The end of the year always tends to get extra busy for Tony V in Boston, as he’s in demand to preside over the annual holiday comedy parties at both the Comedy Studio and Comedy Connection, usually also gets asked to perform for the city’s New Year’s Eve celebration, plus his regular club work. "People forget that this is when we work," he told me. "They’ll go, ‘Can you come to party on Saturday night?’ No!"

Tony V said he helped start Boston’s First Night comedy shows, which over the years moved from Suffolk University to the State House ("that room is not actually conducive to comedy") to the Wang Center to the Hynes Convention Center. "You’re basically in a plane hangar," he said. "The room we’re in is about as big as basically downtown Concord, New Hampshire. On one side of us there’s a band, on the other side there’s an ethnic thing. Everything is going on at the same time. I’d like to think it’s me, but it is First Night and I’m not a mime. Not cast aspersions, but at least we’re talking to them."

He did refer to then-Lt. Gov. Kerry Healey onstage by a four-letter word that remains one of comedy’s few taboos. But he said comedian parties allowed for exceptions to the rule. "That night is intended for us to do everything we couldn’t say, which makes it all the worse. It’s like the Walsh Brothers up there, in the most ridiculous sweaters I’ve ever seen, blowing their dead grandmother’s ashes into the audience. Where else could you possibly see that?" The holiday skits went over much better with the packed Comedy Studio crowd than with the meager group who showed up the following night at the Connection. "We had something for everybody and they still didn’t get it," he said. "All I can do is chide them for that and make them feel bad."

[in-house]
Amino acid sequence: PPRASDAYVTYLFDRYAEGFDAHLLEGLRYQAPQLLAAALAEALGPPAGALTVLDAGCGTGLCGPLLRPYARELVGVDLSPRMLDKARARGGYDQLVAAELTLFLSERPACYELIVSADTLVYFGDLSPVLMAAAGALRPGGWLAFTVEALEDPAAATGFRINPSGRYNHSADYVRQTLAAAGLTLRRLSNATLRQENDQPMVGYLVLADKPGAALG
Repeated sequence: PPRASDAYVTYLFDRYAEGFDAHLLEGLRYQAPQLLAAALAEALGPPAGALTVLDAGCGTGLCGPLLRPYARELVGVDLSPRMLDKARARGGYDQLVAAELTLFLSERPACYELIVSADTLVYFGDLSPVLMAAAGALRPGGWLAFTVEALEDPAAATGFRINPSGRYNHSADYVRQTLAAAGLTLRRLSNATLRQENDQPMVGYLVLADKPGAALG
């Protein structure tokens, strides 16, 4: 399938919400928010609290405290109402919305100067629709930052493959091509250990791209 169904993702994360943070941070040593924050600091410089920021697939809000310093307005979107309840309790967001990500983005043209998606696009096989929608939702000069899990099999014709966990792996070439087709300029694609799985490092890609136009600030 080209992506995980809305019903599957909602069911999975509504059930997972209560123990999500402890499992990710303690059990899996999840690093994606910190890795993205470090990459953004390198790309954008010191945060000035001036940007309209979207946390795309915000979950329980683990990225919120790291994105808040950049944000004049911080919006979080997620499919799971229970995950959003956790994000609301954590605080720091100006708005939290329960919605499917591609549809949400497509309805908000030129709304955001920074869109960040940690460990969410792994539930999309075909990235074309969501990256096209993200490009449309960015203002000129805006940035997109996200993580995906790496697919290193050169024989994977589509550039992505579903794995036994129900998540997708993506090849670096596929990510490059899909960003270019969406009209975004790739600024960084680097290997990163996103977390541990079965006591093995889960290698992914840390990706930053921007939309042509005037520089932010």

Tony V also makes time for the comedy scene’s Ding Ho reunions. "Those are guys I only see once a year, if I see them at all..All of us sitting around telling road stories as if they happened yesterday," he said. But unlike many of them, he still tests his mettle with the young college crowds. "I think anyone who doesn’t do that is an idiot," he said. "You prove yourself every night. You don’t just close your office door and coast. When I get a room of 20-somethings to laught about something that doesn’t involve their genitals, I feel good. It makes you a better comic and a better person."